While still rare, primary mediastinal B-cell lymphoma is the most common subtype of DLBCL. It tends to affect young women and typically starts in the mediastinum, which is the area behind the breastbone. It can grow large and make breathing difficult because it presses on the trachea (windpipe), the tube that connects the throat to the lungs. The cancer may also cause complications if it blocks the superior vena cava, which is the large vein that returns blood from the right half of the heart to the head, neck and upper limbs. The blockage may cause the arms and face to swell. Like DLBCL, primary mediastinal B-cell lymphoma is a fast-growing tumor, but it tends to respond well to treatment.

Other subtypes of DLBCL are even rarer but are treated in a similar way. The rarer types of DLBCL include:

  • ALK-positive large B-cell lymphoma
  • Epstein-Barr virus-positive DLBCL
  • Intravascular large B-cell lymphoma
  • Primary mediastinal (thymic) large B-cell lymphoma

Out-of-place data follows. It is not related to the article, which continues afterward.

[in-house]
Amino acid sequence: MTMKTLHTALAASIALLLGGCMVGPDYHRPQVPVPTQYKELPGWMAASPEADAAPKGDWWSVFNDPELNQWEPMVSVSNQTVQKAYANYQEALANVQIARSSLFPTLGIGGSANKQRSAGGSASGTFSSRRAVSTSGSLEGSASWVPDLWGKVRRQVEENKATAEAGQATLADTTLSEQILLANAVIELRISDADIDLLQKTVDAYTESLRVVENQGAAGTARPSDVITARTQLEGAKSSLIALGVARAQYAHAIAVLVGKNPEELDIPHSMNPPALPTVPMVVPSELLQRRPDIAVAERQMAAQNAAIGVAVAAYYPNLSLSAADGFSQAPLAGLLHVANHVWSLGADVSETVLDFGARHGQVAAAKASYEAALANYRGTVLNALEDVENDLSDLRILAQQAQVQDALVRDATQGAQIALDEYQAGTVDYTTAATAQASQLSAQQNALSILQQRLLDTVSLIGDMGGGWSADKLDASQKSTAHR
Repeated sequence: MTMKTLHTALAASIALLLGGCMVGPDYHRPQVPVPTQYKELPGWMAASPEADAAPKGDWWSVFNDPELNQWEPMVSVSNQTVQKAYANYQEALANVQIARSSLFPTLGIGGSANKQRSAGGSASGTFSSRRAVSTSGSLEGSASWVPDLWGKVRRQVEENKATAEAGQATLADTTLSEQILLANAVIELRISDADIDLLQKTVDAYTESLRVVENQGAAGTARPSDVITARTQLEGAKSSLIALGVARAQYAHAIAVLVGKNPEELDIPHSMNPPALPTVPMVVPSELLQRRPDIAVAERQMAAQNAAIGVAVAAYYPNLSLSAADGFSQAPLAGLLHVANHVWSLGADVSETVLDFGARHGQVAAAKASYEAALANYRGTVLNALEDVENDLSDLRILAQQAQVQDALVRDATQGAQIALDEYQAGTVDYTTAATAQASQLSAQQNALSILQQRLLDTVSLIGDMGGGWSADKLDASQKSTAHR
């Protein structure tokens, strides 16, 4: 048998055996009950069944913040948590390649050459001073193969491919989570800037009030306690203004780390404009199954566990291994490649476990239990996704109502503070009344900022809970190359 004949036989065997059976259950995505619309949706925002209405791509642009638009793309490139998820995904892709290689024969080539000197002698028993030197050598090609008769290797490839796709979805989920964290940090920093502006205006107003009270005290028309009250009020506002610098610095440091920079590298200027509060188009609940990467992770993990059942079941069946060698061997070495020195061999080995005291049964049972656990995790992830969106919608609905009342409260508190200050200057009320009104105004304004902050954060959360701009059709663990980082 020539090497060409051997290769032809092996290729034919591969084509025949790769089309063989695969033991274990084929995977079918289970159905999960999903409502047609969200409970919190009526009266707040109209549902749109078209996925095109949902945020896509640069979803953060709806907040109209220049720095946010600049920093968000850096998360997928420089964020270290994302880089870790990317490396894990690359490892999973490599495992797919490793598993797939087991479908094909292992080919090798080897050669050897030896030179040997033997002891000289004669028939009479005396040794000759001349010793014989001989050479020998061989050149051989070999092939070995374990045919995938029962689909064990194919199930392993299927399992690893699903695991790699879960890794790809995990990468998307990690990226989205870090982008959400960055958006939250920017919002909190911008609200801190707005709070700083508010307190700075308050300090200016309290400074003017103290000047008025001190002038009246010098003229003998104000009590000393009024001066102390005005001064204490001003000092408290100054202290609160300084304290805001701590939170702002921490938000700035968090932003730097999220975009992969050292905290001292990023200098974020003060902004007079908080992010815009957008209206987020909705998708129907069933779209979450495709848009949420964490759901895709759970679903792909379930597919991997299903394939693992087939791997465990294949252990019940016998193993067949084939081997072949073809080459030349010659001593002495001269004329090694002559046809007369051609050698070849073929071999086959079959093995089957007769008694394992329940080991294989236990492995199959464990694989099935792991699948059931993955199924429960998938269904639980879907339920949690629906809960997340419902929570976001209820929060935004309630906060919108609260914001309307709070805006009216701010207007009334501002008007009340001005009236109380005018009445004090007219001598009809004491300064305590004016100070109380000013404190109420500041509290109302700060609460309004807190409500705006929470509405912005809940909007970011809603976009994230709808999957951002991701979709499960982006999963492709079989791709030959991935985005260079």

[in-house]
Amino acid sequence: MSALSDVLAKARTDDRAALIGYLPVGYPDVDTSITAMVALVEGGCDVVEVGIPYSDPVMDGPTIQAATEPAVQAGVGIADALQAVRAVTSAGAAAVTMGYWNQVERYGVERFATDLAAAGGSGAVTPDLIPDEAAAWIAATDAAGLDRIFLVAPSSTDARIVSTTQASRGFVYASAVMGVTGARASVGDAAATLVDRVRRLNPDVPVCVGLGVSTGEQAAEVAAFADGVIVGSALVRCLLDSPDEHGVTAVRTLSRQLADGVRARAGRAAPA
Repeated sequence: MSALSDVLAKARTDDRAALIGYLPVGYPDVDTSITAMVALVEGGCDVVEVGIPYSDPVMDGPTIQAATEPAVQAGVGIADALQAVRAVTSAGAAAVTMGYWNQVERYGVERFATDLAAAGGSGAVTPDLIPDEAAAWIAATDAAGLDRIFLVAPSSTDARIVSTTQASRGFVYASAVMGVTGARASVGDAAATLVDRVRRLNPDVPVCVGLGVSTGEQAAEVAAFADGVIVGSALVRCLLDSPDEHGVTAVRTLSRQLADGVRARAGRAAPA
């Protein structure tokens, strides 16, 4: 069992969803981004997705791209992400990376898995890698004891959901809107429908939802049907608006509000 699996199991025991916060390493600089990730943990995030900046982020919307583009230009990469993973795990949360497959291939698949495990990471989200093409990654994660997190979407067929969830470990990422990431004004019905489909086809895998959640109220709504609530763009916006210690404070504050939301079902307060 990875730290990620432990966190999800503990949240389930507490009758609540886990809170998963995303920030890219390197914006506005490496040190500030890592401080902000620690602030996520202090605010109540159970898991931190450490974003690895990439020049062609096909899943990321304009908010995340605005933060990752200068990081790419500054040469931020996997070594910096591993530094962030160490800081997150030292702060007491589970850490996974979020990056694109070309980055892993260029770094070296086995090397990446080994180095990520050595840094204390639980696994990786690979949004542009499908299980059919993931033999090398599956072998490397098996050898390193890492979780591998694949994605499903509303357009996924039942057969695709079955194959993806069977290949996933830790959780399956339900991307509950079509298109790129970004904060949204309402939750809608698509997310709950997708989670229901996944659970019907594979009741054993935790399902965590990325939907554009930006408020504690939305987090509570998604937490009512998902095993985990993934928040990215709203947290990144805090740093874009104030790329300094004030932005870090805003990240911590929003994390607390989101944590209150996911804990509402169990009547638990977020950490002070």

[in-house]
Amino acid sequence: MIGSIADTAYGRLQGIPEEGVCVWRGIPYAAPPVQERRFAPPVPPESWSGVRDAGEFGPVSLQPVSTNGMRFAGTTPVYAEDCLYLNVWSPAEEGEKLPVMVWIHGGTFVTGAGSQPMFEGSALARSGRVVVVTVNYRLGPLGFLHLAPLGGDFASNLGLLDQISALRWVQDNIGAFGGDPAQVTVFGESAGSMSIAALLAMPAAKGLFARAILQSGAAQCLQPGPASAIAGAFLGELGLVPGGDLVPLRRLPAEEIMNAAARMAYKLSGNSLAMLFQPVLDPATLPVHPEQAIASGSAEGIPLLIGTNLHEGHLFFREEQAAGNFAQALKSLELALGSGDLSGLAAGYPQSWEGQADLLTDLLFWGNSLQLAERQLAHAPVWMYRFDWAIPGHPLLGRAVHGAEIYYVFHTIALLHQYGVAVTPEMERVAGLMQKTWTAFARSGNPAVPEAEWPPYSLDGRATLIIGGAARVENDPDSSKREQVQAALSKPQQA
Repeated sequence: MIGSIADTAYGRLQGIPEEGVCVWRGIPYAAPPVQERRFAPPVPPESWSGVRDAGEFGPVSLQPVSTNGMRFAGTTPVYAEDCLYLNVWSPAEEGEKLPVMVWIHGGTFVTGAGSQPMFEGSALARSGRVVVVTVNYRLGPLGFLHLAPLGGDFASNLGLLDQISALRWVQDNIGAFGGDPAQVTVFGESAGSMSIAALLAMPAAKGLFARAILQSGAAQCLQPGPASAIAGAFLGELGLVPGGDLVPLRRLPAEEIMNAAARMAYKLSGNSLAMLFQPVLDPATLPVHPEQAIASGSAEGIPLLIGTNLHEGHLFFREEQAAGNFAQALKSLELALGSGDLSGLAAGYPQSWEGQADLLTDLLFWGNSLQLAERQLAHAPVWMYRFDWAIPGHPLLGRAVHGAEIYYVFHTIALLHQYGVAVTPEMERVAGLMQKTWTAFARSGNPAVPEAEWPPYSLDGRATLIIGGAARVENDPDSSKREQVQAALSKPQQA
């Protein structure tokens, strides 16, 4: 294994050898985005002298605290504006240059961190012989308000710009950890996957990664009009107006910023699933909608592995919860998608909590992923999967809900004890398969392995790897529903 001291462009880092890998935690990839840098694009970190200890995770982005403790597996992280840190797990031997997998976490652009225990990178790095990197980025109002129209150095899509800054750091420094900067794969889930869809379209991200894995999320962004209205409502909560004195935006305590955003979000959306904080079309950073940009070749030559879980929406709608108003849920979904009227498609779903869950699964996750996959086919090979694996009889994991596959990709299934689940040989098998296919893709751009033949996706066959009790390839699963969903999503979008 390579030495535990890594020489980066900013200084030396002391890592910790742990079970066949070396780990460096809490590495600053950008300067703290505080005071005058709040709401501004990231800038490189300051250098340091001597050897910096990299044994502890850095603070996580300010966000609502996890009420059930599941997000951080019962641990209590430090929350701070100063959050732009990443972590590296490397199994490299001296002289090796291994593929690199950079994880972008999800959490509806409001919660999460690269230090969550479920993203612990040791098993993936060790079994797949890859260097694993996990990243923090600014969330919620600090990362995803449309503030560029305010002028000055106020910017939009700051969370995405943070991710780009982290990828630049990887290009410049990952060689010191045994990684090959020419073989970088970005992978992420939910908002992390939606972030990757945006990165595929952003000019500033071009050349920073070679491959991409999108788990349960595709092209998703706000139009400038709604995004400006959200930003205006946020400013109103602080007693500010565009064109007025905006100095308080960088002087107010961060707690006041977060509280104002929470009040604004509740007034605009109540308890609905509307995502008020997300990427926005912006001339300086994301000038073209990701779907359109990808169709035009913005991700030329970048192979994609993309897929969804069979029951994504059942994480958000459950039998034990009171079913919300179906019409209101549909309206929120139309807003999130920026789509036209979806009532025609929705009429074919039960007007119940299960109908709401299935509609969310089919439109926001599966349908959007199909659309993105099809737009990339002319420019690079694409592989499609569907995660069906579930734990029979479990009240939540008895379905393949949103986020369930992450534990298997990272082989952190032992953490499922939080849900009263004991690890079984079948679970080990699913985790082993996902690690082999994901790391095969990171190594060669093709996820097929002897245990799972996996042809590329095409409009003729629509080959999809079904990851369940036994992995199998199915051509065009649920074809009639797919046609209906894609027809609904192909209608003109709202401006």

• T-cell/histiocyte-rich large B-cell lymphoma

Causes and risks of DLBCL

Doctors don’t know exactly what causes DLBCL or other non-Hodgkin lymphomas. However, some known risk factors include:

Weakened immune system: The immune system may be weak in patients with an HIV infection or if they take drugs to suppress the immune system after an organ transplant.

Autoimmune diseases: Autoimmune diseases develop when the immune system mistakenly attacks the body’s own healthy cells. People who have some autoimmune diseases such as rheumatoid arthritis may be more susceptible to DLBCL, although doctors don’t know if that’s due to the disease or the immunosuppressive drugs used to treat it.